Lasers can induce subtle and not so subtle changes in material structure. We have found that certain pigments can undergo chemical and crystallographic changes and concomitant color shifts. Minerals and the related pigments may experience a loss of hydroxyl groups or other chemical reordering. The organic component of skeletal, keratinaceous, and cellulosic materials can be pyrolized, ablated, or etched. Polymers can discolor, undergo structural weakening, or be volatilized. A few of these processes have been investigated with regards to changes on ivory and bone, selected pigments and the removal of dye-based pen ink from porous substrates.
A study to evaluate three processes used for the release of standard devices produced by MCNC using the MUMPS process was undertaken by Jet Propulsion Laboratory with the collaboration of The Aerospace Corporation, and Polytec PI. The processes used were developed at various laboratories and are commonly the final step in the production of micro- electro-mechanical systems prior to packaging. It is at this stage of the process when the devices become extremely delicate and are subject to yield losses due to handling errors or the phenomenon of stiction. The effects of post processing with HF on gain boundaries and subsequent thermal processing producing native oxide growth during packaging will require further investigation.
GaP lens arrays have been routinely produced in large formats (substrate dimensions up to 1.5 by 1.0 cm) with high yield and uniformly good finish. Diffraction-limited performance for collimation of single-mode diode lasers has been demonstrated. Laser-diode bars and coherent 2-D surface-emitting arrays have also been collimated with low transmission losses (98%) for 2.5 micrometers > (lambda) > 0.8 micrometers . Microlenses up to 300 micrometers in diameter with f/#s as low as 0.7 have been enabled by a new mass transport fabrication technique using sealed quarts ampoules rather than a flowing tube furnace. In this modification only small pieces of phosphorus are required (no phosphine or hydrogen); consequently, little safety burden is incurred, and initial expenses are reduced. The mesa-step-spacing was increased from 10 micrometers to 15 micrometers , and, by additional chemistry control, 30 micrometers spacings have been demonstrated. Also, time-at-temperature for mass-transport smoothing has been shortened to as little as 8 h. Mass-transport chemical mechanisms and material incompatibilities are discussed. Smoothing in the fused-quartz ampoules is shown to be self- terminated by wafer oxidation, probably caused by oxygen from thermal equilibrium dissociation of the silicon dioxide ampoule. This mass transport technique lends itself to a wide variety of novel lens fabrication strategies and clearly extends the potential applications.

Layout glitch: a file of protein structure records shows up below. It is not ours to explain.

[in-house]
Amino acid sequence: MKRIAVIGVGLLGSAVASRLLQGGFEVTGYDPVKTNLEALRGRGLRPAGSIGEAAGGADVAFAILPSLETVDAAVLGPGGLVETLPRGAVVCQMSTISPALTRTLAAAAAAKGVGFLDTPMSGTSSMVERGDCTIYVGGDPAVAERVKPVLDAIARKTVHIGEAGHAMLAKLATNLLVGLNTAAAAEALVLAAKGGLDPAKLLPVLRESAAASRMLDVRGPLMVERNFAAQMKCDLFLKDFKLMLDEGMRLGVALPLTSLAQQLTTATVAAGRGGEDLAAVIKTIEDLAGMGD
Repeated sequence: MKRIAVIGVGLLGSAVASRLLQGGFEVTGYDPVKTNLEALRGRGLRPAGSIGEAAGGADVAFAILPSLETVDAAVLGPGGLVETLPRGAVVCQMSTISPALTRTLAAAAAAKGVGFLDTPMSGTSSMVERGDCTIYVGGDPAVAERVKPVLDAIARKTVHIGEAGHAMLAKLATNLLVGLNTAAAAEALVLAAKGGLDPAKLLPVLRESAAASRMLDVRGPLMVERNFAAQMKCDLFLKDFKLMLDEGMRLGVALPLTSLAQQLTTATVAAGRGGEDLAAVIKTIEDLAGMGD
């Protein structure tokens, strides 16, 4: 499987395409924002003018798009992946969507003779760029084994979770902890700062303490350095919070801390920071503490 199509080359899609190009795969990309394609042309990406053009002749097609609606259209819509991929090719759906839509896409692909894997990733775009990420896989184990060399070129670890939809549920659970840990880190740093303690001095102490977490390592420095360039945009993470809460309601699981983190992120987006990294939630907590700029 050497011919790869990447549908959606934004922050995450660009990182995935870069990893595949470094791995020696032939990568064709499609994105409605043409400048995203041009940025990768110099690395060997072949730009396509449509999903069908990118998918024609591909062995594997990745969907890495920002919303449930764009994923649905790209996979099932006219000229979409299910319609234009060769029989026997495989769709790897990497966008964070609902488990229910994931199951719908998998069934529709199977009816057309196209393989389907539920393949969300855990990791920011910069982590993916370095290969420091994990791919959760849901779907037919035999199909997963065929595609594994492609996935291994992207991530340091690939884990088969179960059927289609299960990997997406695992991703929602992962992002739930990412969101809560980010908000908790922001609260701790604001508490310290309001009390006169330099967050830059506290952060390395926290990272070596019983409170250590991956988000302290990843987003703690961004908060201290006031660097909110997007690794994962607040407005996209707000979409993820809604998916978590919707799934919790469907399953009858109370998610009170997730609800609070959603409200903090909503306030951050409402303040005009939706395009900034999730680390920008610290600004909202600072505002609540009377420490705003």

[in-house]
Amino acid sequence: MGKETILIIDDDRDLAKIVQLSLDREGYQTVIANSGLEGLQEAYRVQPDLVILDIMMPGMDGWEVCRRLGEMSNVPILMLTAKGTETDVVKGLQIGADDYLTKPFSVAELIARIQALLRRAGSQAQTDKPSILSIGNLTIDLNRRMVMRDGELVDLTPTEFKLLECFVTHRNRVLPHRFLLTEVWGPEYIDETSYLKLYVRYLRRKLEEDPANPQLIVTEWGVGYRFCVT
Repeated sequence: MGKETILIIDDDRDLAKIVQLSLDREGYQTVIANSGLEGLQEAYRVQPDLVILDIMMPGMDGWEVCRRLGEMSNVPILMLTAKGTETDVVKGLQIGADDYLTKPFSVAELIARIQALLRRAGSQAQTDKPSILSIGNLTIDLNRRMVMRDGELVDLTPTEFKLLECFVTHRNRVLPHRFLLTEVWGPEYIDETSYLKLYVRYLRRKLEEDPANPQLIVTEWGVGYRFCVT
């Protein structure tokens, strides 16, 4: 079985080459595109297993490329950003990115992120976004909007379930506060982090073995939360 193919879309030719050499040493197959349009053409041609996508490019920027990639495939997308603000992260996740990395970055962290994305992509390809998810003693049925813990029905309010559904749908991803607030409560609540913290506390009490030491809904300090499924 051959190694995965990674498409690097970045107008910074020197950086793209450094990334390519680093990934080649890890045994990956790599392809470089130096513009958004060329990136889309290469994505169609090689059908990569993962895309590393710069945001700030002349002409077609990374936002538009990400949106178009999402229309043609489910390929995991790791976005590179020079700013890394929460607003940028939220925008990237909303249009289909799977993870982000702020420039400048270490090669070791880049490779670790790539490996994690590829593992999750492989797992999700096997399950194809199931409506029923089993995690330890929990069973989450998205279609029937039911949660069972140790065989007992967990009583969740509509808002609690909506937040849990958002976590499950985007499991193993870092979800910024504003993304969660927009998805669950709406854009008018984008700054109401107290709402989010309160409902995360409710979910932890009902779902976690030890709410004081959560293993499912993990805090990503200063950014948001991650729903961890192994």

The use of high power laser diodes in applications such as
pumping of solid state lasers requires devices which are highly
reliable. We report the results of a series of experiments in
which the effects on device reliability of several key processing
steps are investigated. Electron Beam Induced Current (EBIC) is
used to nondestructively characterize the Dark Line Defects
(DLD5) throughout the lifetest and provides information regarding
the source and propagation of the DLDs.